It’s easy to see why Barbara Walters named billionaire Elon Musk one of 2014’s most fascinating people.

In the waning days of his 2014 re-election campaign, Gov. Andrew Cuomo turned to Musk to bail him out of a $1 billion economic development deal that was going down in flames — and could very well take Cuomo’s political ambitions with it.

Cuomo already had done Musk a favor, successfully working with the state legislature to grandfather in five service centers owned by Musk’s Tesla Motors when a bill was in the works to outlaw car sales that take place outside of traditional dealerships.

The legislative director for Cuomo’s dad, former Gov. Mario Cuomo, helped Tesla’s lobbying efforts.

Months later, Cuomo and Musk were together again, this time to announce that Musk would move another high-tech firm, SolarCity, into beleaguered Buffalo, N.Y.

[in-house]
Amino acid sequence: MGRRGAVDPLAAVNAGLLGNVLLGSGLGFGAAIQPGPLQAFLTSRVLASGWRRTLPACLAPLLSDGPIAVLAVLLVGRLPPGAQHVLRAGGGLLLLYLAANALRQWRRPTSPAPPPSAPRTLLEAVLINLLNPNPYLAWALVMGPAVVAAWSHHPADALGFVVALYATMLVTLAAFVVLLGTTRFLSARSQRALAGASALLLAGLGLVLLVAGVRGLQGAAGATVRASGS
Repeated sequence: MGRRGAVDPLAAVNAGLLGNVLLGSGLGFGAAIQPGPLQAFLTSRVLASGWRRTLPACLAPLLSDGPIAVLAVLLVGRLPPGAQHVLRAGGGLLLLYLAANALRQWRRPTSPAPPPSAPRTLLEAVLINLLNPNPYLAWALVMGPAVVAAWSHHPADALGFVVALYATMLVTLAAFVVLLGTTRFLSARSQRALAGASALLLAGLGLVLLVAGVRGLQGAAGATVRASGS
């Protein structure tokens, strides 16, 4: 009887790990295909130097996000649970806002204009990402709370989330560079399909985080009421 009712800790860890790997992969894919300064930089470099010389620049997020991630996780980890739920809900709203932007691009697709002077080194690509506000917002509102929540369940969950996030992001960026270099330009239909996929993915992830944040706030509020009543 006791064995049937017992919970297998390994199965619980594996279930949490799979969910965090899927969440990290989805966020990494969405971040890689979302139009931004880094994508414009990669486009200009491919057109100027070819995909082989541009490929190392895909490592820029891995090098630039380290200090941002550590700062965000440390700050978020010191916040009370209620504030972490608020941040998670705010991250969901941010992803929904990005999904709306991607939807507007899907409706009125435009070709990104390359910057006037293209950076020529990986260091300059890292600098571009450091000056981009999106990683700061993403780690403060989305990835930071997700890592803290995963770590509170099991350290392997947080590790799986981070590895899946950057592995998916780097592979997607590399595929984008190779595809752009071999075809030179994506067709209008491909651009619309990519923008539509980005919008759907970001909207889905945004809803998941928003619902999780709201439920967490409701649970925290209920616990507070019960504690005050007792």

That news did more than support Cuomo’s claim that he would make New York business-friendly. And It did more than make Cuomo look technologically savvy.

It rescued Cuomo from a high-profile disaster that began when he promised Buffalo voters — who had voted overwhelmingly for his opponent in the 2010 election — that he single-handedly could halt their city’s decline.

In the end, Cuomo won re-election this year, Musk’s SolarCity got a $750-million factory for $1 a year in rent. And New York residents? They’ll pay the bill.

“It just shows that Elon Musk knows how to operate politically to get major grants,” said Ed Cox, son-in-law of President Nixon and chairman of the New York Republican State Committee. “He is an absolute pro at getting political money.”

Once a thriving city, Buffalo is the second most populous in the state, but residents have been moving out, driven by a decades-long industrial slowdown. About a third of the area’s residents live below poverty.

“Four years ago, Cuomo lost big in Buffalo; he knew that was where he was vulnerable,” said Cox. Since the 2010 election, Cox said, Cuomo “has pampered Buffalo and showered it with projects.”